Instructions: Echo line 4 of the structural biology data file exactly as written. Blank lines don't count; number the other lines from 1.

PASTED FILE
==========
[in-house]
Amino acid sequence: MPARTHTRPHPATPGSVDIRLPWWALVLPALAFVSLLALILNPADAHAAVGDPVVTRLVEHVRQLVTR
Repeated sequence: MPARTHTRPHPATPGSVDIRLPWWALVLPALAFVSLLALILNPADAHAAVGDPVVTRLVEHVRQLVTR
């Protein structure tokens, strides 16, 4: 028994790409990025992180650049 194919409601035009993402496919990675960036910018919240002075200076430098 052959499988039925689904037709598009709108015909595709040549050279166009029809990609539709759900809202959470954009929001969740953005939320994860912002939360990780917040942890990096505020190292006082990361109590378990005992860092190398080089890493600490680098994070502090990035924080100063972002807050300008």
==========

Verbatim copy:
């Protein structure tokens, strides 16, 4: 028994790409990025992180650049 194919409601035009993402496919990675960036910018919240002075200076430098 052959499988039925689904037709598009709108015909595709040549050279166009029809990609539709759900809202959470954009929001969740953005939320994860912002939360990780917040942890990096505020190292006082990361109590378990005992860092190398080089890493600490680098994070502090990035924080100063972002807050300008």